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As far as TikTok is concerned, it’s officially the season of fully embracing that we’ve entered cooler months and bid adieu to summer. It’s the season of ushering in new aesthetics — which is exactly what some Gen Z emo kids are doing.
As one user put it, it’s time to transition from “pop punk summer to Midwest emo fall” as soon as it gets the least bit chilly. While Gen Z Gilmore Girls fans were celebrating the start of Gilmore Girls season on Sept. 1, emo kids were embracing a disparate, more angst-driven aesthetic: “Midwest emo fall.”
“I like to call it the annual transition,” @killzoltar wrote in response to Em’s video.
“I listen to Midwest emo year round because I am not having a very good silly goose time,” @scout0118 added.
What is Midwest emo?
Midwest emo is a subgenre of emo that emerged in the 1990s in Midwestern America in response to the emotional hard-core scene in Washington, D.C. While there’s been debate as to which bands are actually considered to be part of the Midwest emo genre, bands like American Football are recognized as having created a “second wave” of emo music.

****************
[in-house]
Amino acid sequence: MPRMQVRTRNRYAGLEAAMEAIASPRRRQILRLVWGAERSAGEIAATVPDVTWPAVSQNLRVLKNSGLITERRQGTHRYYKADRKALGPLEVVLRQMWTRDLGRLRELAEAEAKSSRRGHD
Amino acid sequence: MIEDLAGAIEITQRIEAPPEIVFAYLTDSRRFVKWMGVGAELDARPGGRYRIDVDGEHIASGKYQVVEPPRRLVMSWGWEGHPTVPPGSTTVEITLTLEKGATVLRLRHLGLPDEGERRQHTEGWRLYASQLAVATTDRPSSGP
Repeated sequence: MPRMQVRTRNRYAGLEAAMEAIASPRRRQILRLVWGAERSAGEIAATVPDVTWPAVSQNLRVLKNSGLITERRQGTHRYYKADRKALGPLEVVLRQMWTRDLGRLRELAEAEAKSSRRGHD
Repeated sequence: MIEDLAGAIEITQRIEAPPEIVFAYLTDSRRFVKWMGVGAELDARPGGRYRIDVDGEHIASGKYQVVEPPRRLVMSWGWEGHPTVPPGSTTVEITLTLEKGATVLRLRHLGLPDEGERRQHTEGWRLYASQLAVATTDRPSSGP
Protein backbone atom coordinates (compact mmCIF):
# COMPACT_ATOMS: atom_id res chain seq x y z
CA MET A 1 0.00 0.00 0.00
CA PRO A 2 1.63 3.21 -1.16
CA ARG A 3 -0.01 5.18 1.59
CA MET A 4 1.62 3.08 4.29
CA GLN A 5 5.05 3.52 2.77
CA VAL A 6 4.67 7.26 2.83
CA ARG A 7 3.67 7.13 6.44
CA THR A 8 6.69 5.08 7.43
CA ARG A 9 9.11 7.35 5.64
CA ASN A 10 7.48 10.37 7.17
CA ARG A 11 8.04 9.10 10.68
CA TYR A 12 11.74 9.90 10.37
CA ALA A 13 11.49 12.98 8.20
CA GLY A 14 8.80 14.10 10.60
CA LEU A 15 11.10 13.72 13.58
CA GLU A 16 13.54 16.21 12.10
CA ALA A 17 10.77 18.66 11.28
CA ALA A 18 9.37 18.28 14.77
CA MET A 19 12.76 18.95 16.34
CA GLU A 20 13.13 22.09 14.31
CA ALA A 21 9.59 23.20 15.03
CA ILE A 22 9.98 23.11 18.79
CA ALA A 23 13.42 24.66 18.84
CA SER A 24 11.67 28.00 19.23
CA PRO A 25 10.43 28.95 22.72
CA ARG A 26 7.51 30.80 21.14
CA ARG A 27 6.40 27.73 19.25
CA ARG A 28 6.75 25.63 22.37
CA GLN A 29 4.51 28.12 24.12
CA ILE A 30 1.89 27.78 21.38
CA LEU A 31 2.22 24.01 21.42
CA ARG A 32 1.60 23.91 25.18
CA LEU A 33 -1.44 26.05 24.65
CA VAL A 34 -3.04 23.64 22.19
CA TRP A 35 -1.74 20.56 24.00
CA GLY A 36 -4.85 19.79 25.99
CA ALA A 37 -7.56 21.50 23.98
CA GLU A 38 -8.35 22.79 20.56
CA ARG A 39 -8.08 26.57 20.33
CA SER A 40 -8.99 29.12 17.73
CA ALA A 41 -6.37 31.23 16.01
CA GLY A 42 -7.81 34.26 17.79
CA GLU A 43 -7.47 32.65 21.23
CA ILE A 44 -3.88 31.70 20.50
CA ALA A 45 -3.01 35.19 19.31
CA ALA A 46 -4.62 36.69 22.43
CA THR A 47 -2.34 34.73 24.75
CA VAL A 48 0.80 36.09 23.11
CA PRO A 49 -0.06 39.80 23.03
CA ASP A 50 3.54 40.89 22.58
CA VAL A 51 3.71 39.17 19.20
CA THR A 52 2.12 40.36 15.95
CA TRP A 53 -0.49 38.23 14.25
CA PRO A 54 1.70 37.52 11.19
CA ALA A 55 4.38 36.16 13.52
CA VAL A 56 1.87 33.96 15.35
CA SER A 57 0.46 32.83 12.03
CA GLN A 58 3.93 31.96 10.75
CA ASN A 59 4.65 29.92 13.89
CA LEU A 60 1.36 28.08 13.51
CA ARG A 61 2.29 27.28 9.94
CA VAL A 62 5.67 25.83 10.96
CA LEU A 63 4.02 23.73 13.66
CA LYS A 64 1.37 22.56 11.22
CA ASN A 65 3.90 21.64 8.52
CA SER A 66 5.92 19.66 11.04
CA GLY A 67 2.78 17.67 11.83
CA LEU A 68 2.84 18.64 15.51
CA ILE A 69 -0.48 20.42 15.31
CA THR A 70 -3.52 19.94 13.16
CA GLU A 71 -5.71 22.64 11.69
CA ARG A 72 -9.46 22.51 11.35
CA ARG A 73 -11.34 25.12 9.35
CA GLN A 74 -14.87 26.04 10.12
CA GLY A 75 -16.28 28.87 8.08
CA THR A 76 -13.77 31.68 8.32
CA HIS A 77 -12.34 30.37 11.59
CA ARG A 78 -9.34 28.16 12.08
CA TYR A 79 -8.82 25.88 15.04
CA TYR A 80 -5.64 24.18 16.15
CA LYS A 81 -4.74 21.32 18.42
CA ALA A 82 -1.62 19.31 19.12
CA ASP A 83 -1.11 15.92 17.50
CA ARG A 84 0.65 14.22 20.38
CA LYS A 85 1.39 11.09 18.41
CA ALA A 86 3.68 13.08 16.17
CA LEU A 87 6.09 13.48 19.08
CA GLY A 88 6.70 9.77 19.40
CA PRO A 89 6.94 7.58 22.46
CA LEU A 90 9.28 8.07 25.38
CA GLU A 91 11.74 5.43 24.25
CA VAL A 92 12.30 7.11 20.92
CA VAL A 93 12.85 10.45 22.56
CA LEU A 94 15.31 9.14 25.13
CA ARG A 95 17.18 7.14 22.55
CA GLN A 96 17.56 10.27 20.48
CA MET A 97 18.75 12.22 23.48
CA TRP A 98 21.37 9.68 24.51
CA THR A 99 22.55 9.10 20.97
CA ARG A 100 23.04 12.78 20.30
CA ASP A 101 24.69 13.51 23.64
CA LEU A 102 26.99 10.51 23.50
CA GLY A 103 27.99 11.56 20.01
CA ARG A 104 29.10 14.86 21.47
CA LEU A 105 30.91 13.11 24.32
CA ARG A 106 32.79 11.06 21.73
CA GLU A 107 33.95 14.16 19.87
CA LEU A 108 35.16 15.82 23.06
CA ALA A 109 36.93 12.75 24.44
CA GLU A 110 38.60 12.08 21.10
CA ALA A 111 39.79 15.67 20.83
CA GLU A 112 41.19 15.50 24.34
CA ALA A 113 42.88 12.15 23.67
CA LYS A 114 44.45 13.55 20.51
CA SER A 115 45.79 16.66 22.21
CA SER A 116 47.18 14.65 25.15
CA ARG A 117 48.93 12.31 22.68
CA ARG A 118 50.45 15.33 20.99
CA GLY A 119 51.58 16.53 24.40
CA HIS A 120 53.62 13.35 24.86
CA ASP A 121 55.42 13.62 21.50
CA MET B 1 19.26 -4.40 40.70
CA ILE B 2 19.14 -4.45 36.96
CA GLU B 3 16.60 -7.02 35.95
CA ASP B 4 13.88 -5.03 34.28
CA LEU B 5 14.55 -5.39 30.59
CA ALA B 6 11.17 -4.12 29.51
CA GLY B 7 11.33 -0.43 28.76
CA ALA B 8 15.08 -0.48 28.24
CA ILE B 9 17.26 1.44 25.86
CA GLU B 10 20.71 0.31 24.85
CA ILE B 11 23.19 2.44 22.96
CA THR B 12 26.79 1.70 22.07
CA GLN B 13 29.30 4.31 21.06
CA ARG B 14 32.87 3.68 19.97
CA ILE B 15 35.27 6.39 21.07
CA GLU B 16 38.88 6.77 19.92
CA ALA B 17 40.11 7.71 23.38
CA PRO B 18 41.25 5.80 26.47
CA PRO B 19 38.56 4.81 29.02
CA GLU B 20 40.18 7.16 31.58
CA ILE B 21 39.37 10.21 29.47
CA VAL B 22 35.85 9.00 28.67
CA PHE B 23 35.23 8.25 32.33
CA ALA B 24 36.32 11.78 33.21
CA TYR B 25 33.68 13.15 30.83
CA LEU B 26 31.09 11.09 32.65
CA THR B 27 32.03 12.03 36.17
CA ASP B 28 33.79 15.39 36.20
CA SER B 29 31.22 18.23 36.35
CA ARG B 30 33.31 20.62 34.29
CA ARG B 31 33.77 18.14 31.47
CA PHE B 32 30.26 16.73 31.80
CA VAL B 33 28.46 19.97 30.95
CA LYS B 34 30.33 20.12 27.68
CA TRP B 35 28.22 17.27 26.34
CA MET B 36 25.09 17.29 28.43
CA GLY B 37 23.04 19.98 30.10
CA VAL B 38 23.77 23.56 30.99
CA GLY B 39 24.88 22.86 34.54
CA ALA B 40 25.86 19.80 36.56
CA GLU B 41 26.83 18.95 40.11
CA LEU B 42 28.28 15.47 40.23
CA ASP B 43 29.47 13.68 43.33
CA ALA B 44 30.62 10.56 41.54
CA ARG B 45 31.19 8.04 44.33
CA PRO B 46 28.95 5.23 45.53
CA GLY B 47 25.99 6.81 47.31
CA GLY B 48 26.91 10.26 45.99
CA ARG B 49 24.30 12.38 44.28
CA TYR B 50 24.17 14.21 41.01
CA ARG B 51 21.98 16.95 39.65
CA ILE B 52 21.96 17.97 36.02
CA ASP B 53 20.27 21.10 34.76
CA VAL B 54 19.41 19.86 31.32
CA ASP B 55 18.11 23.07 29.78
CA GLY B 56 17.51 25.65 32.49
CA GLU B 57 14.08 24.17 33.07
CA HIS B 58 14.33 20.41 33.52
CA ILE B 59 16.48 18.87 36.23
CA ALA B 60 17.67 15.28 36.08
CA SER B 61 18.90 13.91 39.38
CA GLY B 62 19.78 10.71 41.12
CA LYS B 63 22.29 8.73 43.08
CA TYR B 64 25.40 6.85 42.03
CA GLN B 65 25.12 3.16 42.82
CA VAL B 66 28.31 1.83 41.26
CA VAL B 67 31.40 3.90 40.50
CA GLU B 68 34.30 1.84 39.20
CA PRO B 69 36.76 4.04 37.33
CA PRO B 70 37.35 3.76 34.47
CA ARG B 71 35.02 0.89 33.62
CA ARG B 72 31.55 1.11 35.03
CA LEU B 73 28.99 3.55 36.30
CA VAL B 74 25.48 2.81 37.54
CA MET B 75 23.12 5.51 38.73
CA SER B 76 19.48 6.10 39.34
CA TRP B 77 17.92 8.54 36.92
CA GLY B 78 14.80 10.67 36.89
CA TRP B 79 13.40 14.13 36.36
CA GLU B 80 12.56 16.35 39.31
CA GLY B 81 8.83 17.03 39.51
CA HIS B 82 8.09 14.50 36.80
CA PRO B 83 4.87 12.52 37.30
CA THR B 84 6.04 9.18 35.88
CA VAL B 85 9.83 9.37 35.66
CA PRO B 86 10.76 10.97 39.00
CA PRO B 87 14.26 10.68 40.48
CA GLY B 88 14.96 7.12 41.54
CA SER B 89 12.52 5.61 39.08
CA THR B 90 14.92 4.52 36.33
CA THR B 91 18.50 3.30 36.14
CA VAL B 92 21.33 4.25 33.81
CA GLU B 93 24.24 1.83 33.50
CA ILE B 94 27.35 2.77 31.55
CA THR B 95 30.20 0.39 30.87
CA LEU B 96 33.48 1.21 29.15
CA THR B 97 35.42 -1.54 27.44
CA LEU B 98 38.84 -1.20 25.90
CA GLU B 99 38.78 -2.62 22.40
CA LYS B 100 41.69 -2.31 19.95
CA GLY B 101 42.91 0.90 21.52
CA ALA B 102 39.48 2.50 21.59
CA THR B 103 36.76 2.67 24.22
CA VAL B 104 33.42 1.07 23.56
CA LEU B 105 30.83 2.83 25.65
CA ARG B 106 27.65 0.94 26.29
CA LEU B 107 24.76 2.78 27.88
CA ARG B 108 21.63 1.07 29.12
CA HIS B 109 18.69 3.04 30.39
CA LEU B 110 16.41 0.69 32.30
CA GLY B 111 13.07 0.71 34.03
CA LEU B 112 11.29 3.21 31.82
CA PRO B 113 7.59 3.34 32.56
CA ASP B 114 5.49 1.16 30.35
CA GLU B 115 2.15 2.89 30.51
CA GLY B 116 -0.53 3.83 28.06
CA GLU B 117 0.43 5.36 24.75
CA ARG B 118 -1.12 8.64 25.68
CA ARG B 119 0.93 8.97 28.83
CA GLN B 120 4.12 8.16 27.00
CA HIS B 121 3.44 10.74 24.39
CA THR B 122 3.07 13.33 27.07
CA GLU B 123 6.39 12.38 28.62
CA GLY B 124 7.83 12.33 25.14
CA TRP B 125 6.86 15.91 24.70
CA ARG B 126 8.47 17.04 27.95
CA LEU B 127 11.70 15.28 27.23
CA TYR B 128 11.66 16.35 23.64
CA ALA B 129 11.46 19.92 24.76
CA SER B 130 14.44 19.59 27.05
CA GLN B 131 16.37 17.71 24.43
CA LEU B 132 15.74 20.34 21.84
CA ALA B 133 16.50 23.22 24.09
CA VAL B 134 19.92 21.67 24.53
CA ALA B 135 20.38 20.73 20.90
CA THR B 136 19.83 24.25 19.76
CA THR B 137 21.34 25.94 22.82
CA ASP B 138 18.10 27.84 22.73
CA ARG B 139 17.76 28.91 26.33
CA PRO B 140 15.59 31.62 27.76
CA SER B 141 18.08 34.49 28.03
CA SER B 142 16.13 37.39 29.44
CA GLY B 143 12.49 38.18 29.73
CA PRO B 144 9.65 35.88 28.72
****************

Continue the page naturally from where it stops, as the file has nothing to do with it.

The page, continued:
According to Rate Your Music, however, the advent of Midwest emo can be attributed to the band Sunny Day Real Estate, who, despite hailing from Seattle, “combined elements of their native Seattle’s indie rock scene with the post-hardcore music propagated by Washington, D.C.-based Dischord Records.”
Due to the genre’s heavy emphasis on emotional resonance, “alternating loud and soft dynamics; off-key, strained or ‘whiny’ vocals with little screaming; and ‘twinkly’ arpeggiated guitar parts” were commonplace.
Just as Sunny Day Real Estate was a notable member of the Midwest emo scene in the Pacific Northwest, different bands in different regions — like the Promise Ring in the Midwest, Mineral in Texas and Texas Is the Reason in the East Coast — aided in the genre’s growing popularity during this time.
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From a fashion perspective, according to the Midwest emo aesthetics fandom on Wikipedia, the genre is greatly influenced by Midwestern tastes. In terms of fashion, this manifests in clothing that is “decidedly uninspired” and favors “comfort and accessibility over artistic expression.”
On Sept. 8, TikTok creator Buddy Love (@buddylovetattoos) revealed how to put together the perfect outfit to wear to that “dive bar you’ve been scared to go in,” with the help of audio that was first posted by Grace (@sprite.enjoyer) in 2022. Love posted the video with the hashtag #midwestemo.
With all this in mind, it appears Gen Z emo fans associate the fall months with Midwest emo, both as a genre and an aesthetic. Donning a beanie, a somewhat oversized flannel and jeans that lean on the skinnier side while listening to songs about heartbreak, strained parental relationships and wanting desperately to leave their small towns feels quintessentially “fall” for these TikTokers.
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